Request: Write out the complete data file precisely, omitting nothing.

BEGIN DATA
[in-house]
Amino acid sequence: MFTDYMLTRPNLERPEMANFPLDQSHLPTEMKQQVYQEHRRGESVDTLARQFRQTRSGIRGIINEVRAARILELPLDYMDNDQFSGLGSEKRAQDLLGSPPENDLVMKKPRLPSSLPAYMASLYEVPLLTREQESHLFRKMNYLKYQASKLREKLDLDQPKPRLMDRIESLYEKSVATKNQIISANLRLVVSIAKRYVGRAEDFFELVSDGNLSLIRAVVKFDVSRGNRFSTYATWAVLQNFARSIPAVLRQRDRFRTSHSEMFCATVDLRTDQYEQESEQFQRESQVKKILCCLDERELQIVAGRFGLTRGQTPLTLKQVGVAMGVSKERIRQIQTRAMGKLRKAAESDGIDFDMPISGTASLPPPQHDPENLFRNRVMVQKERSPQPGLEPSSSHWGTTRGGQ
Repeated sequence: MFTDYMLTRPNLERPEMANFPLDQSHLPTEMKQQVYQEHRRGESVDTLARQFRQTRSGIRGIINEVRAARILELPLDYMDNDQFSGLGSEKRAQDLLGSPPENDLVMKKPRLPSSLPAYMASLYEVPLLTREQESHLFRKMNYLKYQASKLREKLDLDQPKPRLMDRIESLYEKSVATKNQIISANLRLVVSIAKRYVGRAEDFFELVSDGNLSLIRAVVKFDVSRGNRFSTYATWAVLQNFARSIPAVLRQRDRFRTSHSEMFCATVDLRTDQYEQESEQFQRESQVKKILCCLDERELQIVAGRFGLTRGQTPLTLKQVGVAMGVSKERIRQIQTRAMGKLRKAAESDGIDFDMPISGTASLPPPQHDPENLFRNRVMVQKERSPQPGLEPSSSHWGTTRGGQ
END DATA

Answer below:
[in-house]
Amino acid sequence: MFTDYMLTRPNLERPEMANFPLDQSHLPTEMKQQVYQEHRRGESVDTLARQFRQTRSGIRGIINEVRAARILELPLDYMDNDQFSGLGSEKRAQDLLGSPPENDLVMKKPRLPSSLPAYMASLYEVPLLTREQESHLFRKMNYLKYQASKLREKLDLDQPKPRLMDRIESLYEKSVATKNQIISANLRLVVSIAKRYVGRAEDFFELVSDGNLSLIRAVVKFDVSRGNRFSTYATWAVLQNFARSIPAVLRQRDRFRTSHSEMFCATVDLRTDQYEQESEQFQRESQVKKILCCLDERELQIVAGRFGLTRGQTPLTLKQVGVAMGVSKERIRQIQTRAMGKLRKAAESDGIDFDMPISGTASLPPPQHDPENLFRNRVMVQKERSPQPGLEPSSSHWGTTRGGQ
Repeated sequence: MFTDYMLTRPNLERPEMANFPLDQSHLPTEMKQQVYQEHRRGESVDTLARQFRQTRSGIRGIINEVRAARILELPLDYMDNDQFSGLGSEKRAQDLLGSPPENDLVMKKPRLPSSLPAYMASLYEVPLLTREQESHLFRKMNYLKYQASKLREKLDLDQPKPRLMDRIESLYEKSVATKNQIISANLRLVVSIAKRYVGRAEDFFELVSDGNLSLIRAVVKFDVSRGNRFSTYATWAVLQNFARSIPAVLRQRDRFRTSHSEMFCATVDLRTDQYEQESEQFQRESQVKKILCCLDERELQIVAGRFGLTRGQTPLTLKQVGVAMGVSKERIRQIQTRAMGKLRKAAESDGIDFDMPISGTASLPPPQHDPENLFRNRVMVQKERSPQPGLEPSSSHWGTTRGGQ